Should the Drinking Age Be 18?
One New Jersey lawmaker thinks so, anyway,
It's an age-old argument in American households: What is the appropriate age at which people should be allowed to drink alcohol? For most parents, the answer is pretty straightforward: Since 1984, the legal drinking age in the United States has been 21 years of age. But New Jersey assemblyman Michael Patrick Carroll, a Republican from the state's 25th district, is trying to lower the age—at least in the Garden State.
"If you're enough to join the military, as two of my sons have, and to be handed an M4 and to be sent on lethal missions where you're risking your life, it seems to be you're adult enough to make the relatively trivial decision whether to buy a six pack of beer," Carroll said, according to ABC News 6.
Carroll recently introduced a piece of legislation into the New Jersey legislature that would lower the drinking age to 18. The chances of the bill succeeding, however, appear slim: The New Jersey Assembly has a Democratic majority. And if the law passed, the federal government would automatically reduce New Jersey's federal highway apportionment funding by eight percent. That's per the National Minimum Drinking Age Act, a federal law Congress passed in 1984, which mandates penalties for states that allow people under the age of 21 to legally drink alcohol. The law itself, however, does not dictate that the national legal drinking age be 21—that question is left to the states.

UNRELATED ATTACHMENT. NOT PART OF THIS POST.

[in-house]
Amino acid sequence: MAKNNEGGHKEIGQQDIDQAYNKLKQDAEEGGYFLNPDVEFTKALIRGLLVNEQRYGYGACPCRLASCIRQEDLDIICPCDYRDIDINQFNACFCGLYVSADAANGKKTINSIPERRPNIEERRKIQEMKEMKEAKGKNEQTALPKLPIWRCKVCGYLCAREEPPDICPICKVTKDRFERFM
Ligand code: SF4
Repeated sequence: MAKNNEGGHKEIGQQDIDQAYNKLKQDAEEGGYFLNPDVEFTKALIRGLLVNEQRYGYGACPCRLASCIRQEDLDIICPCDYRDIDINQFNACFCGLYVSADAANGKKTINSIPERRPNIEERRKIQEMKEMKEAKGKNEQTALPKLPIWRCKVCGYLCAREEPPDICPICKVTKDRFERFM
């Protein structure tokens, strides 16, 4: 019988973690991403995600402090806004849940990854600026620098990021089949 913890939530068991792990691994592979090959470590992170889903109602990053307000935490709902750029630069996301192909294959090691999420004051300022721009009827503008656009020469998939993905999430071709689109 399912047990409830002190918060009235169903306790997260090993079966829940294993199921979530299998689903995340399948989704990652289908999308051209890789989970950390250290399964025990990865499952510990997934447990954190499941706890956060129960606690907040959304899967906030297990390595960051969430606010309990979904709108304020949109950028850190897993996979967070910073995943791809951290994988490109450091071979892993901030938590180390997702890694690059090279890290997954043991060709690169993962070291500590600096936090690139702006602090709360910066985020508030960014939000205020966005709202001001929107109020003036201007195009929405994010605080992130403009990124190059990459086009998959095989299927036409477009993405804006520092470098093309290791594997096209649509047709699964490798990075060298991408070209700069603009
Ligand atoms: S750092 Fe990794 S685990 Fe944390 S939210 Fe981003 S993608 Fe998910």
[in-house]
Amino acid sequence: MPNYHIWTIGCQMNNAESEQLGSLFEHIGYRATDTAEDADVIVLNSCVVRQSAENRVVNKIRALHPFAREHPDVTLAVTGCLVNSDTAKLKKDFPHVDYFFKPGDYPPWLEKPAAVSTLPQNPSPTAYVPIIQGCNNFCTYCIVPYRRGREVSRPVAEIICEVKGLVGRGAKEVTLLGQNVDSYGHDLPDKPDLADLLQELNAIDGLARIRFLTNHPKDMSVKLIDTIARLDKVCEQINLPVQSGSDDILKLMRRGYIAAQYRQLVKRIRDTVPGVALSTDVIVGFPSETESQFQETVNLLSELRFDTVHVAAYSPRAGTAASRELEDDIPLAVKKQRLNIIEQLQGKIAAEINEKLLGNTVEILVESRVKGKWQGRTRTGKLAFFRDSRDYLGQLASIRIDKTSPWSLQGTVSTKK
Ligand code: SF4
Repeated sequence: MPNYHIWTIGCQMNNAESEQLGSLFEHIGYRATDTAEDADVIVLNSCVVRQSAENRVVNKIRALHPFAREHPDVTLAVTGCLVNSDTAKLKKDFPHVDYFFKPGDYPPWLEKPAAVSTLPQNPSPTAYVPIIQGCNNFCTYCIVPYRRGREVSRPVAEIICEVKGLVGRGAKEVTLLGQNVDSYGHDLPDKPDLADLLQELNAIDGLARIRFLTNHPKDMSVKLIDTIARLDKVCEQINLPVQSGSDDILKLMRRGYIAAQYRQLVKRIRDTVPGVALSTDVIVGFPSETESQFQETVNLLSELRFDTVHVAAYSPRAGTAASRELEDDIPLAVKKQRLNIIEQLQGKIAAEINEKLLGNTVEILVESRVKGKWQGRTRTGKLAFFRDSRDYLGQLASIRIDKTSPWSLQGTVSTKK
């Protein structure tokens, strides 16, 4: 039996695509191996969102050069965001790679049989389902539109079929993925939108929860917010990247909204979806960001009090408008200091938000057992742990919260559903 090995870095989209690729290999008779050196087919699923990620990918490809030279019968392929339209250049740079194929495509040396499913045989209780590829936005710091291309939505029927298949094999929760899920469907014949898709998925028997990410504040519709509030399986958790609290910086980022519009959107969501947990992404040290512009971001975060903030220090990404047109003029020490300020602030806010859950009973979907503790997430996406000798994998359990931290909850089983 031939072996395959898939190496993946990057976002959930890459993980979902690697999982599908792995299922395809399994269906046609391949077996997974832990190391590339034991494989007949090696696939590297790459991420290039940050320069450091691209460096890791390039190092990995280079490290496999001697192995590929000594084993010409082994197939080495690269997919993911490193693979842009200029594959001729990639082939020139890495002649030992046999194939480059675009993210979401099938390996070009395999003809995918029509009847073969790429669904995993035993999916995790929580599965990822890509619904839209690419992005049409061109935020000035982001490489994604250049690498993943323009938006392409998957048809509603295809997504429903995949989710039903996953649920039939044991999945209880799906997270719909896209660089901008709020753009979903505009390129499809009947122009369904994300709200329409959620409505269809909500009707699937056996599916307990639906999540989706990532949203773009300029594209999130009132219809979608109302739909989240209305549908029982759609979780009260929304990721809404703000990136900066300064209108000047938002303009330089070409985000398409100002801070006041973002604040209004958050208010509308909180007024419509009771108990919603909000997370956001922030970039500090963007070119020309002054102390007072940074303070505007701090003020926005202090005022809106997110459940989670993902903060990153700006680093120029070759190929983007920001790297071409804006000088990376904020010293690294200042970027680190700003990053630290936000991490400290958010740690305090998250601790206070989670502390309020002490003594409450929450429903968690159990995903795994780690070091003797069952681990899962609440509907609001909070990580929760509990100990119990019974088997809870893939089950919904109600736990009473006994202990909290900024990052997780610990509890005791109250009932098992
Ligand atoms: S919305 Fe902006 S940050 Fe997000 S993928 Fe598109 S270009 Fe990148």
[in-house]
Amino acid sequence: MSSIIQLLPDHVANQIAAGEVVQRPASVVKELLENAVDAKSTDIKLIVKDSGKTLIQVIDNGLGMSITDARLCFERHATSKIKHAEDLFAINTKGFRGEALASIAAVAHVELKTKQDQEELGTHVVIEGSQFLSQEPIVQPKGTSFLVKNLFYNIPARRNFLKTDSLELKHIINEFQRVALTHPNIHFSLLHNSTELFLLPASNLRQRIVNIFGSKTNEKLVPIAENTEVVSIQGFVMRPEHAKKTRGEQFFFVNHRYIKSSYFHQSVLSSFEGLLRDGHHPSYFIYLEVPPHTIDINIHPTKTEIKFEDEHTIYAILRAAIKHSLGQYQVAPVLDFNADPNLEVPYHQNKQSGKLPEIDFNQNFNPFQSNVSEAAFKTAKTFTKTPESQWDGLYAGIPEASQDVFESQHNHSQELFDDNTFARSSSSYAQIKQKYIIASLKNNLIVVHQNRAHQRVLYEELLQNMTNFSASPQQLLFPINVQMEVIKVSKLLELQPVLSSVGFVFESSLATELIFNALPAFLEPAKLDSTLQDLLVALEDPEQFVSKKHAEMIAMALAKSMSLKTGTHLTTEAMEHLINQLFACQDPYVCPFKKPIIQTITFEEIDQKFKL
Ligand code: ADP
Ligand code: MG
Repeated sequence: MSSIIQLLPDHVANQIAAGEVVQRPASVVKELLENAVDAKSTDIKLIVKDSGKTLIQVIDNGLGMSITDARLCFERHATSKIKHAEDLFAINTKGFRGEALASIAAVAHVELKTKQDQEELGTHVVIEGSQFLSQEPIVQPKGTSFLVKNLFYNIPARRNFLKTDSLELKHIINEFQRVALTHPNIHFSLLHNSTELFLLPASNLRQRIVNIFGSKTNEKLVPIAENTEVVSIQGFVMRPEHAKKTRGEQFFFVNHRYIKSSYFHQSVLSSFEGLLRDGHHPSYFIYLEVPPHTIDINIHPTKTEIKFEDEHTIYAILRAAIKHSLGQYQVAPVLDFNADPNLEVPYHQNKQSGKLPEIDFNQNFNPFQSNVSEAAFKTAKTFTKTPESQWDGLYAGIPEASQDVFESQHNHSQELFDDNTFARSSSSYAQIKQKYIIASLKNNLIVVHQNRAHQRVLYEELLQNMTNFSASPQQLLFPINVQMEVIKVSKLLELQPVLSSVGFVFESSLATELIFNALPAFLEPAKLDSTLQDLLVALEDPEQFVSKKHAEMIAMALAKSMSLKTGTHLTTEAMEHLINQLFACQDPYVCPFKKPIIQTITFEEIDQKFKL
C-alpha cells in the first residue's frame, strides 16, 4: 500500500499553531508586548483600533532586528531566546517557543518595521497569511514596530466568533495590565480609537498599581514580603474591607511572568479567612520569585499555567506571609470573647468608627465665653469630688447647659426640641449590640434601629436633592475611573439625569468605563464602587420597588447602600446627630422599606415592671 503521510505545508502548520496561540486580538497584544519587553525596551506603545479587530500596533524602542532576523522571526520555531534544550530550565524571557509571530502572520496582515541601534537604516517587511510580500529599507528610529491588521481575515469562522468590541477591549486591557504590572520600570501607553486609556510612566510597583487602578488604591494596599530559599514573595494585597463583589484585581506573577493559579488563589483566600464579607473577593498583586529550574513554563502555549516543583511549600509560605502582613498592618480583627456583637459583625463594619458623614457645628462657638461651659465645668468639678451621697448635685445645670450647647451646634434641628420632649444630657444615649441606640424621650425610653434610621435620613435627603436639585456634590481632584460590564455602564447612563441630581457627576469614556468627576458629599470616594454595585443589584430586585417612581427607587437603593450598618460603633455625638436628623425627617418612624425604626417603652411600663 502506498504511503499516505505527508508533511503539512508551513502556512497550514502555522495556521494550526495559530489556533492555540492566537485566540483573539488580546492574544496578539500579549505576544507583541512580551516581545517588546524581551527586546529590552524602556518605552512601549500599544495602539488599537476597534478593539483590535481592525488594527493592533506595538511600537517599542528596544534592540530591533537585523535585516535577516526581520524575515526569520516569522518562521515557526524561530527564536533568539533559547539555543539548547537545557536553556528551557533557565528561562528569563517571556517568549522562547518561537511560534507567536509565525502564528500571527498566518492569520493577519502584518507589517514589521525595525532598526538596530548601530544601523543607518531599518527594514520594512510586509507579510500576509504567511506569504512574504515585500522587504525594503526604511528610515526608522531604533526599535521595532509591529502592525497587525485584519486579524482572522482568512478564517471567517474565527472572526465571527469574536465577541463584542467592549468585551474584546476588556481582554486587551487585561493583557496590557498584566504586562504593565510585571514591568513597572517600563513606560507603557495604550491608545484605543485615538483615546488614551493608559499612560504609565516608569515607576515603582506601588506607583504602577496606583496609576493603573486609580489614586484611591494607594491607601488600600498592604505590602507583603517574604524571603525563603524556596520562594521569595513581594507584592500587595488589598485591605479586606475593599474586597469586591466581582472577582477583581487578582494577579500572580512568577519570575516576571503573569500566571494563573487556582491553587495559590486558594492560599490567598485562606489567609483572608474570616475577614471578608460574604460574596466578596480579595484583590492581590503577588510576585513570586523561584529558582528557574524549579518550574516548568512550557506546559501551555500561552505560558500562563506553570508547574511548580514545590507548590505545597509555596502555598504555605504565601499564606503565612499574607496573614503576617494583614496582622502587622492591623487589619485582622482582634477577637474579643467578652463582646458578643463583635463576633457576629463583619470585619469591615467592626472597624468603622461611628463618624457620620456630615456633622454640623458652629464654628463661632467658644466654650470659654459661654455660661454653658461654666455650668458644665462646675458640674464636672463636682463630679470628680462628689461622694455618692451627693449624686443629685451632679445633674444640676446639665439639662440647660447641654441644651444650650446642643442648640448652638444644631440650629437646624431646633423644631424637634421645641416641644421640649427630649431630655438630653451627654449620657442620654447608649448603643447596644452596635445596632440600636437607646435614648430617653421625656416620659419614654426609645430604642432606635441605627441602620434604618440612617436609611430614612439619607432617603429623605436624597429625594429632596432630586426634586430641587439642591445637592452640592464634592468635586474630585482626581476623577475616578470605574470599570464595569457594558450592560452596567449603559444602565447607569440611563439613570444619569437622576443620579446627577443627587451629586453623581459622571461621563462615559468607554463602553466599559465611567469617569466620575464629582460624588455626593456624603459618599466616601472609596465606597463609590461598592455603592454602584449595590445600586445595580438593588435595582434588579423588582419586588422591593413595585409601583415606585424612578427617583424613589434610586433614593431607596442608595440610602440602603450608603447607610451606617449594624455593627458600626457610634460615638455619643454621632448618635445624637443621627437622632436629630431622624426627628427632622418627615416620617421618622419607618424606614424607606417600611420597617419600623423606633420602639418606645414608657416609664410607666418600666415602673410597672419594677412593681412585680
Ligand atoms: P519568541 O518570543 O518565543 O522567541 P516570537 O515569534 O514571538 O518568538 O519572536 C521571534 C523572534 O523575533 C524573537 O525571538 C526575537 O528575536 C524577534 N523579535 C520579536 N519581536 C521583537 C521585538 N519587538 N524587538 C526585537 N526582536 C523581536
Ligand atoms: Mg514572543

New Jersey isn't the only state considering lowering the drinking age: Lawmakers in Minnesota, California, and New Hampshire have reportedly proposed similar bills.
A spokesman for Mothers Against Drunk Driving (MADD), however, thinks this is a terrible idea.
"We have the science and data that backs up keeping the drinking age at 21 years old," he told ABC News 6, about the New Jersey law. "The brain isn't fully developed. We save over 800 lives a year nationwide from the 21 year old drinking age."